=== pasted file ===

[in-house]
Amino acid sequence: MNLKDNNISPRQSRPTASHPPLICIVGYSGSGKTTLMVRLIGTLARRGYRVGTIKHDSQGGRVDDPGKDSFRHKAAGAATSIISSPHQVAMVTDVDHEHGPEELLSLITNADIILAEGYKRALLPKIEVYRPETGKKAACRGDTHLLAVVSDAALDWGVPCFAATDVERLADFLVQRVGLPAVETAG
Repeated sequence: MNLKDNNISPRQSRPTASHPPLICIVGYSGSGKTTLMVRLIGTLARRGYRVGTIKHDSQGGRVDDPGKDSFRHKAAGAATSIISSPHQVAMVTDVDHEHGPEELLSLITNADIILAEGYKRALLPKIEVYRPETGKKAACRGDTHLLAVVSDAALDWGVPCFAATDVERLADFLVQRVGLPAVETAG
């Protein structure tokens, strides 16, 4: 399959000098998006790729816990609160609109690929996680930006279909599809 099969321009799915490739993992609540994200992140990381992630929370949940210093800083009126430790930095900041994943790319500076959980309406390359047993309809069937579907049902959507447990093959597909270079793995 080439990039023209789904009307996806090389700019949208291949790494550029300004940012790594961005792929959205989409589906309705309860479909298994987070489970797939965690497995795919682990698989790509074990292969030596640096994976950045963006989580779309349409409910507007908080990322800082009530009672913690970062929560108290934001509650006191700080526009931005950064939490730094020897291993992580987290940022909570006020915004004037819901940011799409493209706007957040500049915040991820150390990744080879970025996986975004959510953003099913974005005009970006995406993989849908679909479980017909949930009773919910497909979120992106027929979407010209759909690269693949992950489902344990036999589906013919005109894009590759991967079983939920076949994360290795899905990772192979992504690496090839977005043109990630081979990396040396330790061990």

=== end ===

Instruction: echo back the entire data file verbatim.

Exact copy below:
[in-house]
Amino acid sequence: MNLKDNNISPRQSRPTASHPPLICIVGYSGSGKTTLMVRLIGTLARRGYRVGTIKHDSQGGRVDDPGKDSFRHKAAGAATSIISSPHQVAMVTDVDHEHGPEELLSLITNADIILAEGYKRALLPKIEVYRPETGKKAACRGDTHLLAVVSDAALDWGVPCFAATDVERLADFLVQRVGLPAVETAG
Repeated sequence: MNLKDNNISPRQSRPTASHPPLICIVGYSGSGKTTLMVRLIGTLARRGYRVGTIKHDSQGGRVDDPGKDSFRHKAAGAATSIISSPHQVAMVTDVDHEHGPEELLSLITNADIILAEGYKRALLPKIEVYRPETGKKAACRGDTHLLAVVSDAALDWGVPCFAATDVERLADFLVQRVGLPAVETAG
């Protein structure tokens, strides 16, 4: 399959000098998006790729816990609160609109690929996680930006279909599809 099969321009799915490739993992609540994200992140990381992630929370949940210093800083009126430790930095900041994943790319500076959980309406390359047993309809069937579907049902959507447990093959597909270079793995 080439990039023209789904009307996806090389700019949208291949790494550029300004940012790594961005792929959205989409589906309705309860479909298994987070489970797939965690497995795919682990698989790509074990292969030596640096994976950045963006989580779309349409409910507007908080990322800082009530009672913690970062929560108290934001509650006191700080526009931005950064939490730094020897291993992580987290940022909570006020915004004037819901940011799409493209706007957040500049915040991820150390990744080879970025996986975004959510953003099913974005005009970006995406993989849908679909479980017909949930009773919910497909979120992106027929979407010209759909690269693949992950489902344990036999589906013919005109894009590759991967079983939920076949994360290795899905990772192979992504690496090839977005043109990630081979990396040396330790061990």